Top a seed starting mix with elephant ear seeds. Make sure you don’t completely cover the seeds with the soil mix.
Keep the soil moist but not soggy by misting it with a misting bottle. It can take anywhere from three to eight weeks for seedlings to appear.
Place the tray in a spot that gets a lot of light but isn’t direct.
Potting and Repotting Elephant Ear
When growing elephant ears in large containers as patio plants, it is essential to use a potting mix with a lot of organic matter that helps to retain moisture.
In hot weather, you may need to water your container plants twice a day to keep them from drying out.
It’s easier to keep large-volume containers moist than smaller ones, so use the largest possible pots.
It’s a good idea for these plants to be placed in containers that have plenty of drainage holes because they prefer moist soil.
A cool, but not freezing, basement or garage is a good place to keep corms or tubers in colder climates.
Roots like canna bulbs and dahlia tubers are overwintered the same way.
Dry out the tuber by laying it out in a warm or room temperature location with air circulation for a week after pulling up the rooting structure.
Rot and decomposition can be prevented by exposing it to the elements.
Put the root in a box and cover it with paper. Periodically inspect it to ensure that it is not rotting.
In the event that you have multiple items, you should wrap them individually. Replant them in the spring after the danger of frost has passed.
Common Pests & Plant Diseases
Elephant ear plant fungal leaf blight is the most common disease.
Early detection and treatment are both possible. It is possible for this fungus to cause lesions that ooze fluid and turn purple or yellowish if the plant is infected.
The leaves may also develop a fuzzy growth as a result of this pest. Leaving it unchecked can spread the disease to the rest of the plant.
Remove the leaves that have fallen to the ground as a first step in treating them. Small speckled leaf spots or blotches can also be caused by the fungus Phyllosticta, which has spores.
Use a copper-based fungicide to combat both conditions. Also, do not water the leaves; only water the soil.
Pythium rot is a disease that can kill plants if the soil remains saturated for a long period of time.
The yellowing or distinct patches on the leaves or stem may be the most obvious symptom.
It will appear greasy and dark if you remove the root structure from the ground.
It is impossible to save a plant with this type of root rot. Take it all the way out.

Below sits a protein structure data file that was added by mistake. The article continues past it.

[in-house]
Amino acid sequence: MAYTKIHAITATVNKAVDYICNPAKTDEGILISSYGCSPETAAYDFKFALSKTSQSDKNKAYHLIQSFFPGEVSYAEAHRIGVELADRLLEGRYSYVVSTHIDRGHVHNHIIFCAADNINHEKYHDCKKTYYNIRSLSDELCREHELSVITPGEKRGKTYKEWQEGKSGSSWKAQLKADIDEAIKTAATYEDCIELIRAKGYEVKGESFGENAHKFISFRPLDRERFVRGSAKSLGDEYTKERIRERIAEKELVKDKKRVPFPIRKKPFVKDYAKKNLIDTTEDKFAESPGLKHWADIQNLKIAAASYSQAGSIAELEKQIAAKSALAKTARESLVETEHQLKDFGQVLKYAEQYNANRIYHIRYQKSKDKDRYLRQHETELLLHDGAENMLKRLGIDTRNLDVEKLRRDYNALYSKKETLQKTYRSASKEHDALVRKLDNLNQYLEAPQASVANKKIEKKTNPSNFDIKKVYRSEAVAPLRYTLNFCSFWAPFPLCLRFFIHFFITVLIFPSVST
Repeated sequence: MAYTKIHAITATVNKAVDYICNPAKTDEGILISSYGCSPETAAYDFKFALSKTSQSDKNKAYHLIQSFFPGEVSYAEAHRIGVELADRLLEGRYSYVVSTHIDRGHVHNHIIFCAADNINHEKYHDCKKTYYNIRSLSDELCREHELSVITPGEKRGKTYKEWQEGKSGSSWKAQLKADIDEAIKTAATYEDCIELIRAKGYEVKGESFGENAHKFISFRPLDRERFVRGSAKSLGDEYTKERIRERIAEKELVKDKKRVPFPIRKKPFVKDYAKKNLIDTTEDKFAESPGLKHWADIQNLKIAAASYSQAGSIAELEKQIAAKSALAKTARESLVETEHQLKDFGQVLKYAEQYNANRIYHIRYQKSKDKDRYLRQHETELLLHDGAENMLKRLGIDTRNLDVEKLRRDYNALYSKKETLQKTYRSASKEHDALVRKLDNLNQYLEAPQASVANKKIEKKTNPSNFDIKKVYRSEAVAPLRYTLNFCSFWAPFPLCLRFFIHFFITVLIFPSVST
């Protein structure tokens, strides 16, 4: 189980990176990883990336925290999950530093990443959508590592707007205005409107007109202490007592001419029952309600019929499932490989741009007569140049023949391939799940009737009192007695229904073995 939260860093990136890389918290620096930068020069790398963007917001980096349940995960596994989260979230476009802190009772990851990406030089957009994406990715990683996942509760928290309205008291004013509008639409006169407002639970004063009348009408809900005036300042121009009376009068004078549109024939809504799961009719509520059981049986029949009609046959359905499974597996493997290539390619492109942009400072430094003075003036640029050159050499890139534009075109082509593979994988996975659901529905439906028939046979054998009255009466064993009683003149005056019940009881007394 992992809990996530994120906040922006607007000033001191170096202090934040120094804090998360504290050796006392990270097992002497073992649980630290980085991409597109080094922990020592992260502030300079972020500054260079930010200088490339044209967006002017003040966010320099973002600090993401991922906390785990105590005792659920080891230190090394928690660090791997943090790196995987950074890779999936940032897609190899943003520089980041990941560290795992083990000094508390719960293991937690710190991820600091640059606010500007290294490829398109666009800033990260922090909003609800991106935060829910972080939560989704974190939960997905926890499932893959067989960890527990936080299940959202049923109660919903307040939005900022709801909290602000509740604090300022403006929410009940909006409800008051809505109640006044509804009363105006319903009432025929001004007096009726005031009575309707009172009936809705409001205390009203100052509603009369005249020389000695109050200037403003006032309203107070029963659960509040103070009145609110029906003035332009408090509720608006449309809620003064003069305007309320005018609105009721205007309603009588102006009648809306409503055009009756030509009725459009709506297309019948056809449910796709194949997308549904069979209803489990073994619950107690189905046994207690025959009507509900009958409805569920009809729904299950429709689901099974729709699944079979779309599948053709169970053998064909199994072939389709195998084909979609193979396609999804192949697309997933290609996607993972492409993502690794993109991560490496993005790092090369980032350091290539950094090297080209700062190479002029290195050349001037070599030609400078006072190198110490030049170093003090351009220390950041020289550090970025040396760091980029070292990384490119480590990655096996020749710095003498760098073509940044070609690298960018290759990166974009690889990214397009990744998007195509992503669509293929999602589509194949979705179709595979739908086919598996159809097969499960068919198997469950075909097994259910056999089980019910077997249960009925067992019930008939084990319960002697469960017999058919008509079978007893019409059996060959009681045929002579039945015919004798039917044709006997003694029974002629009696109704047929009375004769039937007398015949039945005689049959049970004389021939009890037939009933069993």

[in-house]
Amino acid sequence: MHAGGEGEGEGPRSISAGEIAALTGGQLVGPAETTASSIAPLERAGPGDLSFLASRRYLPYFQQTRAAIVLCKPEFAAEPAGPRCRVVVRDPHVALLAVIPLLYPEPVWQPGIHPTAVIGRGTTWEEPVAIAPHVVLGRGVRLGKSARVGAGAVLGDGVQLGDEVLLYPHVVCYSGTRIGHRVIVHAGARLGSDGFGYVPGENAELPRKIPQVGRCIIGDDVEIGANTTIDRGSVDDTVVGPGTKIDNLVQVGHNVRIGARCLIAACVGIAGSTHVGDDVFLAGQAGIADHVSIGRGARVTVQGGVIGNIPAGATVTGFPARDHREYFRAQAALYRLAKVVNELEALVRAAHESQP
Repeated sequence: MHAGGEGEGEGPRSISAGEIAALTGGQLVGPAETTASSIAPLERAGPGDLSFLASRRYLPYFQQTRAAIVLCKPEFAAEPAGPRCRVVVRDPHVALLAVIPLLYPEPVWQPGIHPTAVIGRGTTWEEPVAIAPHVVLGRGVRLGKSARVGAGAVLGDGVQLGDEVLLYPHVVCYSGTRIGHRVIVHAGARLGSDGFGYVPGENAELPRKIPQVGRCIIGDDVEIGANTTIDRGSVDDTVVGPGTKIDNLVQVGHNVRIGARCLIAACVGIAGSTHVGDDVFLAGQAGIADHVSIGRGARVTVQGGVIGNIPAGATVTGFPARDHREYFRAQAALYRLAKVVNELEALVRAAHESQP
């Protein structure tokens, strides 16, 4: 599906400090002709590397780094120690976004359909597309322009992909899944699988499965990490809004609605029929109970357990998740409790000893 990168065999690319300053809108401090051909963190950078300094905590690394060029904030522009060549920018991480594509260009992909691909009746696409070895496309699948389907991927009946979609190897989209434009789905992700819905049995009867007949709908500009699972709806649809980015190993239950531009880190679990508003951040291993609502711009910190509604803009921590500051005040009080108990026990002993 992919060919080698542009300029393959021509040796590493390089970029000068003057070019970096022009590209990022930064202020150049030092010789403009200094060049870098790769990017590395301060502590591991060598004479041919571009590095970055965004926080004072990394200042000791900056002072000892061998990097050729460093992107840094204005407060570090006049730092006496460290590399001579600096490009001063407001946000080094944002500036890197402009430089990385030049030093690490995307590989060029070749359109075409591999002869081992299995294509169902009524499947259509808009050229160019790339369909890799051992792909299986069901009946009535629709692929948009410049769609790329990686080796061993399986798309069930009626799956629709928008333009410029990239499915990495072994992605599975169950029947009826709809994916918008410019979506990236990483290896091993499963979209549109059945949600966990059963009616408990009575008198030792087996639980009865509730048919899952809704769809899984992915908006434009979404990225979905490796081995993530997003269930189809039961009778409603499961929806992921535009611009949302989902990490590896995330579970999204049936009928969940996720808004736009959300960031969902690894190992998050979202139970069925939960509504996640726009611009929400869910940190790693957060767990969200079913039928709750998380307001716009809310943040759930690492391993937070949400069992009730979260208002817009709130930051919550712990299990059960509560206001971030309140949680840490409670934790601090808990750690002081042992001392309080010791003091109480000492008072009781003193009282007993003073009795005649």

Make sure to get rid of the infected soil and sterilize the pot if your plant was growing in it.
This plant is a favorite of spider mites because of its shade and texture.
Tiny yellow or brown spots appear on the leaves of spider mite-infested plants. Leaf drop and stunted growth are both possible outcomes of an infestation.
Webbing on the plant is another sign of spider mites. A steady stream of water from a hose can be used to get rid of spider mites.
To keep them at bay organically, use insecticidal soap or horticultural oil.
How to Get Elephant Ear to Bloom
After three years of growth, elephant ears will only bloom if they are in the best possible conditions.
When it comes to flowering plants, most people prefer to remove them from the landscape in order to concentrate on the foliage.
You can expect a variety of brightly colored berries if you leave the flowers on the plant.
Bees and other pollinators are drawn to the flowers because of their enticing scent.
During the night, the flowers of Alocasia odora take on a heady scent of pale peach.
In the same way that Callas has hundreds of tiny flowers on their spathe and spadix, so do these flowers.
Bringing an indoor plant outside in the spring after the threat of frost has passed is the best way to get an elephant ear to bloom.
Fertilize the plant and place it in a warm, partial sun location with plenty of water will also work.
Common Problems With Elephant Ear
There aren’t many issues with growing elephant ears because they’re fast-growing and easy to care for.
Because of their affinity for water, fungal infections pose the greatest danger to them.
Leaves Start Yellowing
You can tell if your plants need more or less sunlight, water, or fertilizer by looking at their leaves.
You could be looking at a seasonal dormancy on the plant. Take care of the yellow leaves now, and they will return in the spring.
Drooping elephant ears are indicative of poor light, water, or fertilizer conditions.
Stakes to support the plants are a good idea if the leaves become too heavy and begin to droop.
Temperatures that are too low for plants to thrive will also take a toll.
Stunted Leaves or Pale Leaves
Plants with deformed, smaller, or pale leaves are often in need of additional nutrients or light.
You have three options: move your plant, give it more water, or fertilize it.
Because the plant is wilting, it means that it is being overexposed to the sun and heat and not receiving enough water.
Change the location of your plant and water it more frequently.